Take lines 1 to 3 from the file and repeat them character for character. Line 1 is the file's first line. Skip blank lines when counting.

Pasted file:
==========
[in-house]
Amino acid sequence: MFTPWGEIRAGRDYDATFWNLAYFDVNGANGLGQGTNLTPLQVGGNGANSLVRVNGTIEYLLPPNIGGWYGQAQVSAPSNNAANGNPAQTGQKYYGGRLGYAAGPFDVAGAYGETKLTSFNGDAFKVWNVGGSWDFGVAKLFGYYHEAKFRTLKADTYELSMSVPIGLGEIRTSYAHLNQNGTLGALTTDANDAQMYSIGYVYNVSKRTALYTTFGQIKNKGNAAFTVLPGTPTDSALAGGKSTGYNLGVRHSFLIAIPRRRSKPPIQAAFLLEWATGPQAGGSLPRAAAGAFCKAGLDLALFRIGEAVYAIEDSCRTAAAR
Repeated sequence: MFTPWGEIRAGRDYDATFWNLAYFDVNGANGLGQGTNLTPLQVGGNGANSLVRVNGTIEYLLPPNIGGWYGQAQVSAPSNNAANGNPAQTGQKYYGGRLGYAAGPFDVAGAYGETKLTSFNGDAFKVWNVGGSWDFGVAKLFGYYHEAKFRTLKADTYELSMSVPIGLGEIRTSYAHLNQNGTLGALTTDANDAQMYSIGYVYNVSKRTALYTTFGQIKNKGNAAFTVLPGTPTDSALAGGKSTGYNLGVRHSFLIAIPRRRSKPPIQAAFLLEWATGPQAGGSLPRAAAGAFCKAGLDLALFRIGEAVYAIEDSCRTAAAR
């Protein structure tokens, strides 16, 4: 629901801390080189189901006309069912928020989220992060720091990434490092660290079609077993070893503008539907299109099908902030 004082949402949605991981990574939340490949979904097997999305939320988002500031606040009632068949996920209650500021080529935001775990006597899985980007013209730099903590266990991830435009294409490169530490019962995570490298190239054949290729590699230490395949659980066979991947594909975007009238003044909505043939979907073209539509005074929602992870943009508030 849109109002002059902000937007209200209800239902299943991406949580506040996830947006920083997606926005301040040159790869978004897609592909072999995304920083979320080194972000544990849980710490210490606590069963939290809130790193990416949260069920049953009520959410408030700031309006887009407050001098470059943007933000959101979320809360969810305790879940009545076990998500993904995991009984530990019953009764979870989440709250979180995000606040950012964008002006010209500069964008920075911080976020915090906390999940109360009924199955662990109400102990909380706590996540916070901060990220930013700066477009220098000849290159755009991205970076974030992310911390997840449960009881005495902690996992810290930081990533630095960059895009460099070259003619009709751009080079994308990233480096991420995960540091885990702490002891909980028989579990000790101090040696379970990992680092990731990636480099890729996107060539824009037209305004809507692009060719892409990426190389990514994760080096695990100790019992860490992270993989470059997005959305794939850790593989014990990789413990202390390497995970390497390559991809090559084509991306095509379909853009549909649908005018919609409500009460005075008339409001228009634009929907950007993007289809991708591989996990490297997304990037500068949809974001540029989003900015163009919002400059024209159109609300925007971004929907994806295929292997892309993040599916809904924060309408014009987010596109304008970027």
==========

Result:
[in-house]
Amino acid sequence: MFTPWGEIRAGRDYDATFWNLAYFDVNGANGLGQGTNLTPLQVGGNGANSLVRVNGTIEYLLPPNIGGWYGQAQVSAPSNNAANGNPAQTGQKYYGGRLGYAAGPFDVAGAYGETKLTSFNGDAFKVWNVGGSWDFGVAKLFGYYHEAKFRTLKADTYELSMSVPIGLGEIRTSYAHLNQNGTLGALTTDANDAQMYSIGYVYNVSKRTALYTTFGQIKNKGNAAFTVLPGTPTDSALAGGKSTGYNLGVRHSFLIAIPRRRSKPPIQAAFLLEWATGPQAGGSLPRAAAGAFCKAGLDLALFRIGEAVYAIEDSCRTAAAR
Repeated sequence: MFTPWGEIRAGRDYDATFWNLAYFDVNGANGLGQGTNLTPLQVGGNGANSLVRVNGTIEYLLPPNIGGWYGQAQVSAPSNNAANGNPAQTGQKYYGGRLGYAAGPFDVAGAYGETKLTSFNGDAFKVWNVGGSWDFGVAKLFGYYHEAKFRTLKADTYELSMSVPIGLGEIRTSYAHLNQNGTLGALTTDANDAQMYSIGYVYNVSKRTALYTTFGQIKNKGNAAFTVLPGTPTDSALAGGKSTGYNLGVRHSFLIAIPRRRSKPPIQAAFLLEWATGPQAGGSLPRAAAGAFCKAGLDLALFRIGEAVYAIEDSCRTAAAR